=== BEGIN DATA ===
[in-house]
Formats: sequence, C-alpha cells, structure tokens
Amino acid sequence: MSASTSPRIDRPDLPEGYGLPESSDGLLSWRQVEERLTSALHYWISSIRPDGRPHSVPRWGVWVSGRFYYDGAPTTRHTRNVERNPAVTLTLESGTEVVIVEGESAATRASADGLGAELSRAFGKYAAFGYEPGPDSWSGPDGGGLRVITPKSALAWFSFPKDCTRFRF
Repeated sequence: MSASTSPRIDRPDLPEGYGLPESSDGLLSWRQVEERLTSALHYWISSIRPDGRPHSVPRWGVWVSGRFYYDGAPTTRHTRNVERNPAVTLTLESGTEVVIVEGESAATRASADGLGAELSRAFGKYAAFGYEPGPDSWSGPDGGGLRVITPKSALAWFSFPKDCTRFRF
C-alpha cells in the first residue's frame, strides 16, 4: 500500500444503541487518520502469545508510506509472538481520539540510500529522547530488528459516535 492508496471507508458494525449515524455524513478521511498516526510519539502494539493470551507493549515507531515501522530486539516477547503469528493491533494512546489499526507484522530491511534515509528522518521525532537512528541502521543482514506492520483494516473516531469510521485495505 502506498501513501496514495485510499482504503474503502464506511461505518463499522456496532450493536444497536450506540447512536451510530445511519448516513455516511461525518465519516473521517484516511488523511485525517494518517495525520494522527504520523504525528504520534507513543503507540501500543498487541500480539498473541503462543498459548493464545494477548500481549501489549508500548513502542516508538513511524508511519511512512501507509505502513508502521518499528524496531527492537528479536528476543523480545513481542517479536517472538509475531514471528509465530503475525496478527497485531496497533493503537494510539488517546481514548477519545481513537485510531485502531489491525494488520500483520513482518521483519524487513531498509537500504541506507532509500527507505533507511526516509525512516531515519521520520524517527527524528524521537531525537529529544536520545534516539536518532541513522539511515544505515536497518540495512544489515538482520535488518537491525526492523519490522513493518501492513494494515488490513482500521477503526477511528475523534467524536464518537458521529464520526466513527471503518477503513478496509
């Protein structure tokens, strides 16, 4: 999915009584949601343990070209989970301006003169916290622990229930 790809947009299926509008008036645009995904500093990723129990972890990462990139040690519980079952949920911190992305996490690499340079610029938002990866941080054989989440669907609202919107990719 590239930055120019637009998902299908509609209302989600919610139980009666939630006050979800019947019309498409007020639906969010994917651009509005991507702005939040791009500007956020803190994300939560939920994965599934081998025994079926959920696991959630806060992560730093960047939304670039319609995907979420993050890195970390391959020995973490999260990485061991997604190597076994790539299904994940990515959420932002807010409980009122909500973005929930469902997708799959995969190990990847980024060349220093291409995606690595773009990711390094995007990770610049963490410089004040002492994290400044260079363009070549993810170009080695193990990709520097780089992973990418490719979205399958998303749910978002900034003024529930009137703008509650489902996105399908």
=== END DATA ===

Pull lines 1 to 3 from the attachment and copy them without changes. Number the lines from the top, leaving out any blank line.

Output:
[in-house]
Formats: sequence, C-alpha cells, structure tokens
Amino acid sequence: MSASTSPRIDRPDLPEGYGLPESSDGLLSWRQVEERLTSALHYWISSIRPDGRPHSVPRWGVWVSGRFYYDGAPTTRHTRNVERNPAVTLTLESGTEVVIVEGESAATRASADGLGAELSRAFGKYAAFGYEPGPDSWSGPDGGGLRVITPKSALAWFSFPKDCTRFRF